A (Agouti) Locus
No impact on coat pattern
Facial Fur Pattern
E (Extension) Locus
No dark fur anywhere
Saddle Tan
No impact on coat pattern
White Spotting
S (White Spotting) Locus
Likely to have little to no white in coat
Merle
M (Merle) Locus
No impact on coat color
Harlequin
No impact on coat pattern
Other Coat Traits

Other Coat Traits

Furnishings LINKAGE
Likely furnished (mustache, beard, and/or eyebrows)
Coat Length
Likely short or mid-length coat
Shedding
Likely light shedding
Coat Texture
Coat would likely be curly or wavy if long
Hairlessness (Xolo type) LINKAGE
Very unlikely to be hairless
Hairlessness (Terrier type)
Very unlikely to be hairless
Oculocutaneous Albinism Type 2 LINKAGE
Likely not albino
Other Body Features

Other Body Features

Muzzle Length
Likely medium or long muzzle
Tail Length
Likely normal-length tail
Hind Dew Claws
Unlikely to have hind dew claws
Back Muscling & Bulk (Large Breed)
Likely normal muscling
Eye Color LINKAGE
Less likely to have blue eyes
Body Size

Body Size

Body Size 1
Intermediate
Body Size 2
Larger
Body Size 3
Smaller
Body Size 4
Smaller
Body Size 5
Larger
Performance

Performance

Altitude Adaptation
Normal altitude tolerance
Appetite LINKAGE
Normal food motivation

Through Maisie’s mitochondrial DNA we can trace her mother’s ancestry back to where dogs and people first became friends. This map helps you visualize the routes that her ancestors took to your home. Their story is described below the map.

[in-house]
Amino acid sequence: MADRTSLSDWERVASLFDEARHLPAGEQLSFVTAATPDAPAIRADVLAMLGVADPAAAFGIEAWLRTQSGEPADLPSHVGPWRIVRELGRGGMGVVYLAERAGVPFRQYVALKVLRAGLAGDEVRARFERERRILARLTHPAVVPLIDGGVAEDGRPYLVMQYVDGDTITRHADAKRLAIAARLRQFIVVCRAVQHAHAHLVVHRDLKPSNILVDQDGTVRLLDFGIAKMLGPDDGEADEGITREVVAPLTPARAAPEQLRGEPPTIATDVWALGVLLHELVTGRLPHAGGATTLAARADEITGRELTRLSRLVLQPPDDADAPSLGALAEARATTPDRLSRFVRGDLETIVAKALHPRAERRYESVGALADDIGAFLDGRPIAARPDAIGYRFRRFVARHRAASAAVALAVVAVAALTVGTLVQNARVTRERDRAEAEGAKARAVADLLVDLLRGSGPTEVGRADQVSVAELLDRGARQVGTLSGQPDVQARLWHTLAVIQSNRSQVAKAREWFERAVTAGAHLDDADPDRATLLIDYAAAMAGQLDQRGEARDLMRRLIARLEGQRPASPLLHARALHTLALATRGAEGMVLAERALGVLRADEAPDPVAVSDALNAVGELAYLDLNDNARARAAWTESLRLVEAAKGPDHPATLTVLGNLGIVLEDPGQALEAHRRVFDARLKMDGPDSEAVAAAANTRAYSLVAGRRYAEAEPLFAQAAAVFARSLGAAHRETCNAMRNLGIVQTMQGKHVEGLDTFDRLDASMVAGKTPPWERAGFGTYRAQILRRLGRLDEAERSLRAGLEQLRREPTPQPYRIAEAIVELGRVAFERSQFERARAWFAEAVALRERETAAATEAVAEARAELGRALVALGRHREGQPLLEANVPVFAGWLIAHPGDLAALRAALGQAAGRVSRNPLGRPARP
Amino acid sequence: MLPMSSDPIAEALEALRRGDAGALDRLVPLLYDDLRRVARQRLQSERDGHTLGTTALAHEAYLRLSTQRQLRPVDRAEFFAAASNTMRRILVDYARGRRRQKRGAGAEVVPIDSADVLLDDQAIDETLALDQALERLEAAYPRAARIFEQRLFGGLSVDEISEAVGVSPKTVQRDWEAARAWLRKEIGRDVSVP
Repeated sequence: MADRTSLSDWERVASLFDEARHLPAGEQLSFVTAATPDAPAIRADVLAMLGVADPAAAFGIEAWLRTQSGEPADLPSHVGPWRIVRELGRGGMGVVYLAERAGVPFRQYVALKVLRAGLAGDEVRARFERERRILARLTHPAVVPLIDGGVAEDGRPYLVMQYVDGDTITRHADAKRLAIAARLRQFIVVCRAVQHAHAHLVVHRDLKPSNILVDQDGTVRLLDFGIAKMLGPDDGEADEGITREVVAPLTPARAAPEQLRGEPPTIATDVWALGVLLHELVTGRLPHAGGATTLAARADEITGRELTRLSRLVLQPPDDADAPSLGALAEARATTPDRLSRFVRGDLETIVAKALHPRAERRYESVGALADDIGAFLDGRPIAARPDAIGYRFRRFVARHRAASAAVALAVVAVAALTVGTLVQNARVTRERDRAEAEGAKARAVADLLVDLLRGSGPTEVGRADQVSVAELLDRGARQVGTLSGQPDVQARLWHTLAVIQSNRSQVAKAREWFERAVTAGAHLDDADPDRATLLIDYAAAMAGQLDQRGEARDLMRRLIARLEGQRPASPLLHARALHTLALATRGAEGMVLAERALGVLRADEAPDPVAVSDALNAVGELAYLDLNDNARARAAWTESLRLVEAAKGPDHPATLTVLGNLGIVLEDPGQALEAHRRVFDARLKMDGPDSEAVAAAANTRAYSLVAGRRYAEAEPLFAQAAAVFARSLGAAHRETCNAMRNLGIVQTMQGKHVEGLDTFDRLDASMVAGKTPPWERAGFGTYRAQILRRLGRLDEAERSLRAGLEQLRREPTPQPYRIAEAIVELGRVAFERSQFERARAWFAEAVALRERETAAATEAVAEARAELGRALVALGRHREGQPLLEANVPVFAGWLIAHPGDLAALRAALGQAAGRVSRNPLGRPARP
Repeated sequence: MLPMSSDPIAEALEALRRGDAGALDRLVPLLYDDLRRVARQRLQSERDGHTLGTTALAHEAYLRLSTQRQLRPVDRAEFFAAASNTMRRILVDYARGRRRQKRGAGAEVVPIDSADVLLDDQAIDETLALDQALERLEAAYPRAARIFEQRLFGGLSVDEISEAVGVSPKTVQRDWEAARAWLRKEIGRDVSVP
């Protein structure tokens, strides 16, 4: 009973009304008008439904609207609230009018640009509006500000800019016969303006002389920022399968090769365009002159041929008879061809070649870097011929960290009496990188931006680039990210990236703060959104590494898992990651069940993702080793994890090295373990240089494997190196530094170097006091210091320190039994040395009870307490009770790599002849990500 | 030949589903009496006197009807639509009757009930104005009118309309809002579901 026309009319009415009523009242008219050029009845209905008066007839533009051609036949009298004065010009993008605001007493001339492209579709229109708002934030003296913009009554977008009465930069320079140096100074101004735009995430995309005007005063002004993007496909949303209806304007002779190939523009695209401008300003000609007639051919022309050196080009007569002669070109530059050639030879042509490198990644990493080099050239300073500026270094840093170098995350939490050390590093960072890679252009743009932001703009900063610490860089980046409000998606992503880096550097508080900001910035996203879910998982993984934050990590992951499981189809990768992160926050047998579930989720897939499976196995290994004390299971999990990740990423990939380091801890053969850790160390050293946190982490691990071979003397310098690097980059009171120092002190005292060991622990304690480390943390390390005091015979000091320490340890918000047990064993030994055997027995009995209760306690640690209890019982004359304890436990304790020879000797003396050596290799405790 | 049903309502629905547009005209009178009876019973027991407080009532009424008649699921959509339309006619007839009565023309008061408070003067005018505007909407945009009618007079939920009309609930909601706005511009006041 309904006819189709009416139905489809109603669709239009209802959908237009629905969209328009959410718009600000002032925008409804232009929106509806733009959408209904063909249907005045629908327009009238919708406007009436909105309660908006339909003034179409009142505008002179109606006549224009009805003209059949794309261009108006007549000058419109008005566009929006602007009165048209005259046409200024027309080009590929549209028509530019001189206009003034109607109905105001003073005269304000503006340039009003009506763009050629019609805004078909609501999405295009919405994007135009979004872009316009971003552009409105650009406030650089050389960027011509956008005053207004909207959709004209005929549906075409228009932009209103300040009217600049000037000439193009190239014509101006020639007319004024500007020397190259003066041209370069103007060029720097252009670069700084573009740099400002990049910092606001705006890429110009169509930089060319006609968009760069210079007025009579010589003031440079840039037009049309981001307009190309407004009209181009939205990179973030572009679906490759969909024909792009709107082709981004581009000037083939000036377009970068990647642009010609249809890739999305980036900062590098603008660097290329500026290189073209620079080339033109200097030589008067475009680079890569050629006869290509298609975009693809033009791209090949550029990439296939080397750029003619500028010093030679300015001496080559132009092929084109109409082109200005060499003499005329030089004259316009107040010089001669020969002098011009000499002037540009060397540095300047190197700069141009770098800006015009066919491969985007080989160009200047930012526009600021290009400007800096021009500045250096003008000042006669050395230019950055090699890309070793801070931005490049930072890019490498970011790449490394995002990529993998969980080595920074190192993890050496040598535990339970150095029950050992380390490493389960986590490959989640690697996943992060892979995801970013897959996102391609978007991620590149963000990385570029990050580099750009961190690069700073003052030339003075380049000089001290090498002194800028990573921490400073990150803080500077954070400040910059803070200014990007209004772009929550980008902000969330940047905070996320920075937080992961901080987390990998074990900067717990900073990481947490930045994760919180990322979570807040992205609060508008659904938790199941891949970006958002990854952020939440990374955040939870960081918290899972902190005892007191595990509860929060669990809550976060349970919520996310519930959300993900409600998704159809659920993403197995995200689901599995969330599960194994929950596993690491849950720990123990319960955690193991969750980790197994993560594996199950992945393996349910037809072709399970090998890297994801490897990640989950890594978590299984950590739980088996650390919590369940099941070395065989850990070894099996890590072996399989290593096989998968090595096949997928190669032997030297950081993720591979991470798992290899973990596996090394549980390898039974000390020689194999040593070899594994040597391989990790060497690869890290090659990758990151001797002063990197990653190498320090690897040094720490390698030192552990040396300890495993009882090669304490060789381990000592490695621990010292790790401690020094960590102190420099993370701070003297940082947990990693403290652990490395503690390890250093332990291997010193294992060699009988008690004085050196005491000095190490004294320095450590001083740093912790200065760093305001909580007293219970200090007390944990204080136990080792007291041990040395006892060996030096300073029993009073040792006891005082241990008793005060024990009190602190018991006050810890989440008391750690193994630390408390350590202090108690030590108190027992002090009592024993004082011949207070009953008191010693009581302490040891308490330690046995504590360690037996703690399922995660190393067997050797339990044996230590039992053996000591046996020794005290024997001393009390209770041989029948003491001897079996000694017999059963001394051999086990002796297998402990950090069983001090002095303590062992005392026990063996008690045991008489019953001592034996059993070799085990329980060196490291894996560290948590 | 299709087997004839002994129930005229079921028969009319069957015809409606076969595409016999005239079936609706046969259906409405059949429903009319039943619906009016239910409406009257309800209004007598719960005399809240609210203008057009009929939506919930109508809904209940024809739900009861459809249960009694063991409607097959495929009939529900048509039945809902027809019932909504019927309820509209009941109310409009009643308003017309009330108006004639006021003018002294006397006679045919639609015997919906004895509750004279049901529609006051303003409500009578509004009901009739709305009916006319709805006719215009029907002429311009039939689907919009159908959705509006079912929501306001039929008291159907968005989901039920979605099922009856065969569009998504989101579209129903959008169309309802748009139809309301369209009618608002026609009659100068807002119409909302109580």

Haplogroup

C1

Haplotype

C36

Map

C1

Maisie’s Haplogroup

Congratulations, C1 is a very exotic female lineage! It is more closely associated with maternal lineages found in wolves, foxes and jackals than with other dog lineages. So it seems dogs in this group have a common male dog ancestor who, many thousands of years ago, mated with a female wolf! This is not a common lineage in any breed, though a good number of German Shepherds and Doberman Pinchers are C1. It is also found in breeds as diverse as Peruvian Inca Orchids and Pekingese; it is rarely found amongst Labrador Retrievers, Border Collies, Siberian Huskies, or Cocker Spaniels. Despite its fascinating origins, it is widely distributed around the globe, and even shows up frequently among Peruvian village dogs. It almost certainly survived at low frequency in Europe for millennia and then was dispersed outside of Europe by colonialism, though not as successfully as some other lineages.

C36

Maisie’s Haplotype

Part of the C1 haplogroup, the C36 haplotype occurs most commonly in Karelian Bear Dogs, West Highland White Terriers and Portuguese Water Dogs.

Some other Embark dogs with this haplotype:

The C1 maternal line is commonly found in Jackals.

The Paternal Haplotype reveals a dog’s deep ancestral lineage, stretching back thousands of years to the original domestication of dogs.

Are you looking for information on the breeds that Maisie inherited from her mom and dad? Check out her breed breakdown and family tree.

Paternal Haplotype is determined by looking at a dog’s Y-chromosome—but not all dogs have Y-chromosomes!

Why can’t we show Paternal Haplotype results for female dogs?

All dogs have two sex chromosomes. Female dogs have two X-chromosomes (XX) and male dogs have one X-chromosome and one Y-chromosome (XY). When having offspring, female (XX) dogs always pass an X-chromosome to their puppy. Male (XY) dogs can pass either an X or a Y-chromosome—if the puppy receives an X-chromosome from its father then it will be a female (XX) puppy and if it receives a Y-chromosome then it will be a male (XY) puppy. As you can see, Y-chromosomes are passed down from a male dog only to its male offspring.

Since Maisie is a female (XX) dog, she has no Y-chromosome for us to analyze and determine a paternal haplotype.